Hope you all had a good study break and I look forward to seeing you Monday,


Emmy P. said...

As I was reading Banishing Verona I did notice the similar characteristic of Aspergers being an undertone to Zeke's persona as opposed to the defining characteristic. His constant analysis of peoples feelings and how he should respond to them doesn't seem so far out of the realm of reality to me. When leaving the house for a walk and going to the grocery store we must keep an eye out for our surroundings and the people within them in order to protect ourselves. We have to be able to judge whether the angry man on the subway is of potential danger or if he is just having a bad day, we have to know whether or not we should stay or change train carts.

The only issue with those that have Aspergers is that they appear to construct a rigid set of standards for emotions and behaviors: if someone appears to behave as X then I must always respond with Y. Clearly this can cause complications, facial expressions and tones can often be deceiving and change the meaning of what one says or does.

Like Sacks, I too wonder if there can be a self without emotion, if there are other things that define the self such as perception. I also wonder that if a sense of perception exists does that mean there is also an emotional presence that may not necessarily be there to consciously call upon and act upon. Livesey and Sacks do a great of job of maintaining that despite certain deficits, while the individual may not necessitate the capacities to "be" the way the rest of us are, they are a different form of the self, an alternative self.

Stephens only interest was to draw, to perceive architecture and make it his own and he was good enough at it, even had books published. I often wish that I, as a writer, could totally immerse myself in writing. See the world as I see it and translate that into words, with out another worry or care in the world. But as we saw with Jose, not all autistic savants or others who are mentally challenged are as privileged.

It is difficult to say whether or not society will become educated enough to accept alternative modes of thinking and create ways to integrate them into society. I guess we can only hope.

Ashley Leone said...

Wow, okay, I'm glad I was not the only one who felt this way. I suppose I've grown so accustomed to absorbing facts from Sacks, LeDoux and our other writers that provide concrete material, that when the fiction comes around I expect the wording to be so blunt. I asked myself the same questions at first, What disorder am I exactly facing right now?, because I was reading "Banishing Verona" by itself. Then I simultaneously read "Prodigies" and "An Anthropologist on Mars", and all the subtlety kicked in. I believe Emmy is right when she says Aspergers is more of an undertone to Zeke. In the Sacks reading, my comprehension of the disorder became this idea of autism and obsessive compulsive disorder more or less twisting themselves into one. It seemed really habit forming and hard to break away from (even though, clearly, from the Sacks cases, a little encouragement and a lot of patience can help people with autism and Aspergers a long way), and when I read "Banishing Verona", I couldn't help but wonder if this was a romanticized version of the disorder. Zeke definitely had issues on the plane, but in terms of the actual disorder, would he really have impulsively flown to America for someone he barely knew? Of course, all cases and disorders differ, so it could be plausible, but after reading the Sacks chapters, I assumed that Aspergers was so much more difficult to overcome.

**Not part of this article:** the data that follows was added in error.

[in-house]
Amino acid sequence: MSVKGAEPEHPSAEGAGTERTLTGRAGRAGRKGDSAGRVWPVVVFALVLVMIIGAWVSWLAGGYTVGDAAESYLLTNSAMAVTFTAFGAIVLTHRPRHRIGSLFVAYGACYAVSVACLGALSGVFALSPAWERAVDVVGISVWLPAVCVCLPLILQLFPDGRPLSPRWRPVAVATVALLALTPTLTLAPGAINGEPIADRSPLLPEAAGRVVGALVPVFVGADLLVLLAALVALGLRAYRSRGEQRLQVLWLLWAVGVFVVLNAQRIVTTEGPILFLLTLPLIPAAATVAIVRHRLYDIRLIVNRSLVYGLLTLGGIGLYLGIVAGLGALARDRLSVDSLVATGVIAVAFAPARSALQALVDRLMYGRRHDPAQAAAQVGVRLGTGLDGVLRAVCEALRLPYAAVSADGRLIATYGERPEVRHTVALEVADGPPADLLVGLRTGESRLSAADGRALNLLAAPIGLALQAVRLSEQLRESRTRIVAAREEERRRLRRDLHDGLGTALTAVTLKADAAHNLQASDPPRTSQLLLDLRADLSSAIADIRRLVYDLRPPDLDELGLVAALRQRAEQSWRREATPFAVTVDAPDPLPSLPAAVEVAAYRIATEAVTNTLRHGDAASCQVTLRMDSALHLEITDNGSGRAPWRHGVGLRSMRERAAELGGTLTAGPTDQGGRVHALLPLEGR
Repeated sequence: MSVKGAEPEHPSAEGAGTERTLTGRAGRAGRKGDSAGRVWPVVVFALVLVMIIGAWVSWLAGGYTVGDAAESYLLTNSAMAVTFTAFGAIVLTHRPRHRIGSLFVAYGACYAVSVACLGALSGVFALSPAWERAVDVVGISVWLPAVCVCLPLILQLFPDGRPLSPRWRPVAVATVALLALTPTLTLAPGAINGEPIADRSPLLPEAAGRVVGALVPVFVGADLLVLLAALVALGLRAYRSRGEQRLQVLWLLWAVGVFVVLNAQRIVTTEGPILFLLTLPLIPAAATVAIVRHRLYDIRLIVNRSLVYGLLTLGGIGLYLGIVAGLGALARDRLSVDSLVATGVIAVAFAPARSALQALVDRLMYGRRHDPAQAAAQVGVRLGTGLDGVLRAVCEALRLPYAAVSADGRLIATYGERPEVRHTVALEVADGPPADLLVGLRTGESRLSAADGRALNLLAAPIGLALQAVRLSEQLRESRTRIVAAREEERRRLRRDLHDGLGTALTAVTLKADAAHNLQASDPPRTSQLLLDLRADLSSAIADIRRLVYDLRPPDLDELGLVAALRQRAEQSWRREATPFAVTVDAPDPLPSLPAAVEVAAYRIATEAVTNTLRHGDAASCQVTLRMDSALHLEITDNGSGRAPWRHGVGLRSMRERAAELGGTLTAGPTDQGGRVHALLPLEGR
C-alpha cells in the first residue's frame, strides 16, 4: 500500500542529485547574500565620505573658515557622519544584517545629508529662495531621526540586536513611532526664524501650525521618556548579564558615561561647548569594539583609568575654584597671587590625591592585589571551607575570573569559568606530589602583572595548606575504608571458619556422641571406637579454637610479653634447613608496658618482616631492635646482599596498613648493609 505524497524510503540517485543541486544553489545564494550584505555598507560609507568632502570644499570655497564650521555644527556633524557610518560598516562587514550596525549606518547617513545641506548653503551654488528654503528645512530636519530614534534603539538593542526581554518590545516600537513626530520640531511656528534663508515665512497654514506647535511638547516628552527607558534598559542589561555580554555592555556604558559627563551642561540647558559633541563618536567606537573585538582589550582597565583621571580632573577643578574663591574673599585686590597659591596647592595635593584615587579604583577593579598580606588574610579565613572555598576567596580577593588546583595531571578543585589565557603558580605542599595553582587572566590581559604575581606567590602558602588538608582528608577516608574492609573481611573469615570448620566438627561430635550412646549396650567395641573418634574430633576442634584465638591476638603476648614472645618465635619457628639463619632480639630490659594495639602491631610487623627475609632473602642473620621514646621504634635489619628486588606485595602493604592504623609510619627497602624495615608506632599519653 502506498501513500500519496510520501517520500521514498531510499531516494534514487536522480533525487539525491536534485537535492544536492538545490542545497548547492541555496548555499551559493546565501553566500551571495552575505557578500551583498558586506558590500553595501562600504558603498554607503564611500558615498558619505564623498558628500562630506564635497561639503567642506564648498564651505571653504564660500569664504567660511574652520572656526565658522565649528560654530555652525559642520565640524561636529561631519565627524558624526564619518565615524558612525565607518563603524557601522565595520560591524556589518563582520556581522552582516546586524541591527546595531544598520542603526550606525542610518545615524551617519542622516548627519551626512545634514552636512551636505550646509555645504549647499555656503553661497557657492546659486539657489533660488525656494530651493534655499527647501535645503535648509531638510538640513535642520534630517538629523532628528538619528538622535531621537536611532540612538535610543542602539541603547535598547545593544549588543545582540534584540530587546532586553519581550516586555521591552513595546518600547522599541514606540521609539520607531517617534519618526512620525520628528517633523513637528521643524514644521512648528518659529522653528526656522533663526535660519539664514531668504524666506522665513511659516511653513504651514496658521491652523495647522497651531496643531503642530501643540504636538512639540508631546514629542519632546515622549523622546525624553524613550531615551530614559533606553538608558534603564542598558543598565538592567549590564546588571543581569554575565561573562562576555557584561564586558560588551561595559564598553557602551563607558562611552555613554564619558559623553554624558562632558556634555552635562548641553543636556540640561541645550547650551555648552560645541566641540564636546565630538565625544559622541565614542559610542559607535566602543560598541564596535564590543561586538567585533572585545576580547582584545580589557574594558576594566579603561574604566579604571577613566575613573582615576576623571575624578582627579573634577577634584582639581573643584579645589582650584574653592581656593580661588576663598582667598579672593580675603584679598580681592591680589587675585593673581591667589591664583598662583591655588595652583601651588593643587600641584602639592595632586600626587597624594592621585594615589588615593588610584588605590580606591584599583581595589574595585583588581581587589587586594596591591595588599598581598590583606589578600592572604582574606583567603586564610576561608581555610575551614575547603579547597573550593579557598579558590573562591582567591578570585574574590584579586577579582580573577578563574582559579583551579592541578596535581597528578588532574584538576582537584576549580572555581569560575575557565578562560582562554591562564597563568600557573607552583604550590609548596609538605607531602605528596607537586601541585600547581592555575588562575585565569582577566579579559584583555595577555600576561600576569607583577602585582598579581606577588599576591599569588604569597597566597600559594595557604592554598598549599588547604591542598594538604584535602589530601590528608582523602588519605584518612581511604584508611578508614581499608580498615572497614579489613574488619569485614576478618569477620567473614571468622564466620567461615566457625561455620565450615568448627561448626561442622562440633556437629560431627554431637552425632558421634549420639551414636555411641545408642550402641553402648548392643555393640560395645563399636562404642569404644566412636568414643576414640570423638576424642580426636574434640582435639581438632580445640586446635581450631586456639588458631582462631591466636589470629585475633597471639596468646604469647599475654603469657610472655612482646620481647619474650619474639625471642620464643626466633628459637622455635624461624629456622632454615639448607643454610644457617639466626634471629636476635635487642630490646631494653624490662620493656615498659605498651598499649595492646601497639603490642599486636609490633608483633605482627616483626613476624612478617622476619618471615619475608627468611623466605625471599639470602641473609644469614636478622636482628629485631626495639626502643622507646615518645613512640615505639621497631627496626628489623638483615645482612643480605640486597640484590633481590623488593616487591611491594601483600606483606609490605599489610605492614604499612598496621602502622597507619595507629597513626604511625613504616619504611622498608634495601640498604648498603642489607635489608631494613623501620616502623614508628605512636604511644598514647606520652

I feel like there can't be much of a self if a persons feelings are not defined; how we respond or react to situations ultimately shows who we are. But I also believe that people suffering from Autism and Aspergers are not completely devoid of emotion. It seems more like the body's inner issue of connecting the dots, thus providing immense difficulty emoting. Stephen seemed quite passionate when singing Tom Jones or drawing his private collection of pictures...

On page 248 of "An Anthropologist on Mars", Sacks mentions the slight possibility (something needing to be further researched) that humans, environmentally and genetically, may be aiding the progression and growth of autism. Babies exposed to rubella prenatally showed more autistic tendencies; this safety issue cost the functioning of numerous beings. It may be somewhat off topic, but it just got me to thinking of how many of our illnesses and diseases (heart, liver, and kidney problems, cancers, etc.) grow exponentially because of our poor decisions concerning health and life-style choices. Not that autism can be entirely blamed on rubella, just a side thought about how humans should probably care a lot more about maintaining themselves than they actually do.